When we clamp and cut the cord too soon, we risk losing this precious fluid and gas exchange. Some wild animals such as our closest relatives, the chimpanzees must know this instinctively as most of them continue to carry around the placenta with the cord attached to their babies until it naturally drops off and is returned to the earth; what we otherwise refer to as a “lotus birth.” Other animals do chew the cord off shortly after birth, but as a vegan this option did not appeal to me.

4. Even though there is a whole lot of stupidity in the first three pieces, the winner this week, hands down, is this fourth effort, illustrating is what happens when your parents and their friends are narcissistic morons who think birth is a piece of performance art and the baby is a prop. No single quote could truly capture the narcissism of all the adult participants, so I urge you to read the whole post if you can stand it.

From the friend:

…[H]e was there, he was there, little floppy white boy was in her arms cradled close to her aching flesh, and he was out and real and so white and limp. For a brief instant we were flooded with relief so sharp it stung. Wendy announced, voice shaking, “It’s a boy!” and there was a flutter of excitement and happiness before Richelle seized the baby and sealed her mouth over his. “Come on baby, breathe,” she muttered between breaths. What? At first I thought Richelle was just taking precautions, just in case, but he’d cry any second now and we’d all laugh and say how freaky that was and how for a minute we were worried something was actually wrong. Right? I saw Dave Rush put his hand over his mouth and the smile slowly disappeared from Wendy’s face. He wasn’t breathing? …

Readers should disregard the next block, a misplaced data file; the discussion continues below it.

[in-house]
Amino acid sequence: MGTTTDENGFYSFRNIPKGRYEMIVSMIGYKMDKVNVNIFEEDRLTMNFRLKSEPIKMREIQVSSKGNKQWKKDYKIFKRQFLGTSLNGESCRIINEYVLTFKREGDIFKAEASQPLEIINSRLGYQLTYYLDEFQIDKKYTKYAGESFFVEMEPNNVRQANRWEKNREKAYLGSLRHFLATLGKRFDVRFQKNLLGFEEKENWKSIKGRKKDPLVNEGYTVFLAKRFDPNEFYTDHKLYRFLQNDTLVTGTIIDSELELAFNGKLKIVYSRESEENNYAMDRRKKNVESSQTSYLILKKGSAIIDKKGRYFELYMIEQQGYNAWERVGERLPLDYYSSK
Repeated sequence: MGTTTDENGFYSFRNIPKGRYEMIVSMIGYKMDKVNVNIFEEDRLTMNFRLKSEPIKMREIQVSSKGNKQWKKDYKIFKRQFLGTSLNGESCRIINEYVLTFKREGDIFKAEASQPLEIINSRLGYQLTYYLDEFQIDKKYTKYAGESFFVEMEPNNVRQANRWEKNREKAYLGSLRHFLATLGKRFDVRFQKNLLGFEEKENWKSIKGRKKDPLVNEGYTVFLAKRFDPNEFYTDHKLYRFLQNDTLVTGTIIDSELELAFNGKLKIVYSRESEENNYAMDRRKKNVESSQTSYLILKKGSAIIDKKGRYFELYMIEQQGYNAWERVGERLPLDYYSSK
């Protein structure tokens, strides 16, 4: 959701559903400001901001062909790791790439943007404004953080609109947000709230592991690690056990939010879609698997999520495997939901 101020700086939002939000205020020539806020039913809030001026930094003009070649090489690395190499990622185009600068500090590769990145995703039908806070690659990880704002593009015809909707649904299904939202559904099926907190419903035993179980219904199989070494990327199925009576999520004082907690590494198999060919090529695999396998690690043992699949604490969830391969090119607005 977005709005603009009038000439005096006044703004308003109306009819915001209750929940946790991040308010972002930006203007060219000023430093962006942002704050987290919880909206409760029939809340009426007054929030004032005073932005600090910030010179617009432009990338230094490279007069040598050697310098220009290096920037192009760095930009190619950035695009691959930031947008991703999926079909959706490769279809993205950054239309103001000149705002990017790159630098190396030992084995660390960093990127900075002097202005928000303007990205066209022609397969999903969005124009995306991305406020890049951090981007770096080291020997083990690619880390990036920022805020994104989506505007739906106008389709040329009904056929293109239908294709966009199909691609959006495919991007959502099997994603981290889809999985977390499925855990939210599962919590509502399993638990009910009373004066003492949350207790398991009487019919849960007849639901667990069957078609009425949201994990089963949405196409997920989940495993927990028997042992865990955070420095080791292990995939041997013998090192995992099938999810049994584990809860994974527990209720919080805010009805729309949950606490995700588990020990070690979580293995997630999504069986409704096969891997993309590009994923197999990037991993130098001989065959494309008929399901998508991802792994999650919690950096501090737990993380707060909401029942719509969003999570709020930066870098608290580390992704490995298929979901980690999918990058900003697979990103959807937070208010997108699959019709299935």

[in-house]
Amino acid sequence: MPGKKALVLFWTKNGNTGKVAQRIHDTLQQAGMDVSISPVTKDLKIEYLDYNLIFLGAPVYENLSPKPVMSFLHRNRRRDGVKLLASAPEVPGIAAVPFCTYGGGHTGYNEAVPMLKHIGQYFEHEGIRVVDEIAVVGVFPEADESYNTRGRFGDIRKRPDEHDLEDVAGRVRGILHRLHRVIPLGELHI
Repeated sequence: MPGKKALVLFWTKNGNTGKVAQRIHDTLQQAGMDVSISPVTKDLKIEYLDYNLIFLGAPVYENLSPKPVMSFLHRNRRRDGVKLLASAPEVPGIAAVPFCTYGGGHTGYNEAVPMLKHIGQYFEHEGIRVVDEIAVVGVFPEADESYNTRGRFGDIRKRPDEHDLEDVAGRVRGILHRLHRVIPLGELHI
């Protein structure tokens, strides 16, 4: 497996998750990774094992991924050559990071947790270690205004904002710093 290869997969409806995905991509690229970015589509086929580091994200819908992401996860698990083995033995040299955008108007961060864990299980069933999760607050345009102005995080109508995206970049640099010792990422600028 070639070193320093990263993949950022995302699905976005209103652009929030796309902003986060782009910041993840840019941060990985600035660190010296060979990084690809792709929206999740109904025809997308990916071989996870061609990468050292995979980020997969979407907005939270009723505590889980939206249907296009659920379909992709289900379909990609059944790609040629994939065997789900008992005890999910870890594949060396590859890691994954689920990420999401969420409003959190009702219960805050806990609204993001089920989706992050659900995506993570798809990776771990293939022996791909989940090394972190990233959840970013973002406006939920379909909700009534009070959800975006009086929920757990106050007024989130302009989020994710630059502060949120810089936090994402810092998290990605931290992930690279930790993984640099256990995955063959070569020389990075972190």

“Turn the fan off!” Richelle snapped at the people behind her, laying Beckham on the floor, continuing filling his little chest with air. Turn pink turn pink, turn pink, this isn’t really happening is it? This is happening. Just cry just be okay, oh baby please please be okay!…